Yes, it’s true, I've been away from the writing desk for sometime and I needed a little push past my summer hiatus. I don't get writer's block, but when summer hits in Michigan, it's just a wee bit harder to get in front of the screen and put the hands on the keyboard, so please excuse my absence. I really do love to bang out some words that people enjoy reading and I truly get a charge out of writing for all of you.
The sweetest words a writer can hear from a reader are: I miss your words. Unfortunately, I've never heard those elegant words. I did recently receive a call from an old friend who said, "Hey Boylan, get your lazy butt back in the writing chair so I can start my Monday with a “Let's go!"
Not a gentle push, but quite effective. I promptly switched
on Pandora, turned up the volume to 8 and with Jethro Tull's Aqualung blaring,
here I am again!
To begin with, there's also been a change of venue for Tales of Royal Oak. While I'm still posting on Royal Oak Patch, I've switched from columnist to blogger. My delightful editor at the Patch, Judy Davids, has encouraged the switch, but I was resistant, mostly because I still don't know what the term blogger means. Blog sounds a lot like the noise I made when I upchucked after drinking some bad chocolate milk in the St. Mary's cafeteria in 1965.
But the world moves fast these days and so a blogger is what I've become. I guess we'll figure out what that means together. With the change of venue, comes a title change, and since I'm not limited to Royal Oak, I'm going with the title of my short story collection, Gerry Tales. For those of you who have read the book, it's filled with stories that are "directionally accurate," a term I coined to deflect my children's disagreements on my version of our family stories.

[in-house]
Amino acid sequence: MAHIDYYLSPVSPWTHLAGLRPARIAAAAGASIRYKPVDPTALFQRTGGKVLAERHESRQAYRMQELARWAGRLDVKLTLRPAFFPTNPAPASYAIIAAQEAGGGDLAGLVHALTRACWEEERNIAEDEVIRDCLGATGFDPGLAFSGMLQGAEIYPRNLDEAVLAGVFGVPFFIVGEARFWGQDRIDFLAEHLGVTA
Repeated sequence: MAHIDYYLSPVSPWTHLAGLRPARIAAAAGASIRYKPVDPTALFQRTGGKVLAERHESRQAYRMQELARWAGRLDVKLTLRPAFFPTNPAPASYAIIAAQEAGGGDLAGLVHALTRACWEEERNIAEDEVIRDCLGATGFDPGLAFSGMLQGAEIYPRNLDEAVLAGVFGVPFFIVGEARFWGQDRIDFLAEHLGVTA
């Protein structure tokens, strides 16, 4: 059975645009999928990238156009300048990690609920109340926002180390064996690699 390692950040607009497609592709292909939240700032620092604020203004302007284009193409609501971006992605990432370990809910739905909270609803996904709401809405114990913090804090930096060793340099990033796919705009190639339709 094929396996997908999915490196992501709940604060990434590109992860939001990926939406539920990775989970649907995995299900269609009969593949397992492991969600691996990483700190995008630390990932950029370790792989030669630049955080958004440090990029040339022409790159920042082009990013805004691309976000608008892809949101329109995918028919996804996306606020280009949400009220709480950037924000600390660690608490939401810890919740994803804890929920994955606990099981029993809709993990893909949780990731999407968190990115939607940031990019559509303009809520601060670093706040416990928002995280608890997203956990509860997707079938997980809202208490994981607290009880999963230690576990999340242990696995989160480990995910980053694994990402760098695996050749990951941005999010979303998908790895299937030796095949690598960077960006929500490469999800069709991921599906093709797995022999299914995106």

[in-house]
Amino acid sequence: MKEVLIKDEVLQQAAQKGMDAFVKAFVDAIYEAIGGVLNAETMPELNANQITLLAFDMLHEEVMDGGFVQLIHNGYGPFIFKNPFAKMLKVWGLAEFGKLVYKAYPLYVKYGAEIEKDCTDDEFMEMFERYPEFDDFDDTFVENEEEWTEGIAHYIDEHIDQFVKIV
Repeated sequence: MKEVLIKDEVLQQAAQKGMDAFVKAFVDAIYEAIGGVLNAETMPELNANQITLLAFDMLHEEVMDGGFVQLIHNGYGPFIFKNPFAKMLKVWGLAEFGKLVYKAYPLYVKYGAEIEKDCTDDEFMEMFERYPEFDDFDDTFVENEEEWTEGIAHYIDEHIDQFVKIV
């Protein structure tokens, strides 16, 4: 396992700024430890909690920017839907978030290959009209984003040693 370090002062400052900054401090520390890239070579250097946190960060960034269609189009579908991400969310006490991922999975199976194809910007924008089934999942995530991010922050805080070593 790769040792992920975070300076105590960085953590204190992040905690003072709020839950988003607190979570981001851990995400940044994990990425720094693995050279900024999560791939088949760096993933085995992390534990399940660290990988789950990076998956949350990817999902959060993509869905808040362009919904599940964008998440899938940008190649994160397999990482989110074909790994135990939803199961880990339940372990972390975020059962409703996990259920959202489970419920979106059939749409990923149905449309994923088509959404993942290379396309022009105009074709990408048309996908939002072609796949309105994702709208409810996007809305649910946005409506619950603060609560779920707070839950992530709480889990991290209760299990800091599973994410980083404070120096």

My writing sabbatical started with a trip to Israel earlier this year. It's a good a place as any to start so here goes.
A trip to the Holy Land of the three major religions and a place filled with incredible history and holy spirits, was on both the lovely Kathy's and my bucket list. We saw what looked like a lull in the volatile, hotbed region and jumped on the long flight via New York City.
We spent seven full days in the country with our inimitable guide Ron Sinai and toured the country from Tel Aviv and the Mediterranean Sea, north to the Roman ruins of Haifa, east to Tiberias and the Sea of Galilee; southward, skirting the West Bank, a visit to the Golan Heights, visits to Bethlehem and Nazareth and finally to Jerusalem.
We visited the holiest of sites in Jerusalem, snuck into the Palestinian controlled town of Bethlehem, bobbed like corks in the Dead Sea, walked in the ancient footsteps of Jesus and his pals on the banks of the Galilee, did an off-road trek of the 1967 Six Day War sites and ate the best freaking hummus and shawarma from every hole-in-the-wall kiosk that Ron Sinai could find. (We also had a fish pedicure and tried our hand at diplomacy, but more on that later.)
It was a remarkable adventure in so many ways, but as we've found with most foreign travel, the trip was enriched by the wonderfully optimistic spirit of the Israel people and the resiliency and resourcefulness of the Palestinians we met.
Israel is a very small country; it's smaller than Massachusetts and could easily fit into Lake Michigan. It's about 260 miles long, 71 miles at its widest and only 9 miles across at its narrowest point. As we drove through the country we were as close as a few miles from Lebanon and Syria, where the civil war was raging. When we visited the Jordan River site of John the Baptist's baptism of Jesus, the country of Jordan was 30 feet across the river. When we discovered that much of Palestinian controlled territory in the West Bank, Bethlehem included, was surrounded by walls and fences, it brought to cold light the challenges both sides face in finding a way to live together in some other way than the stifling stalemate of today.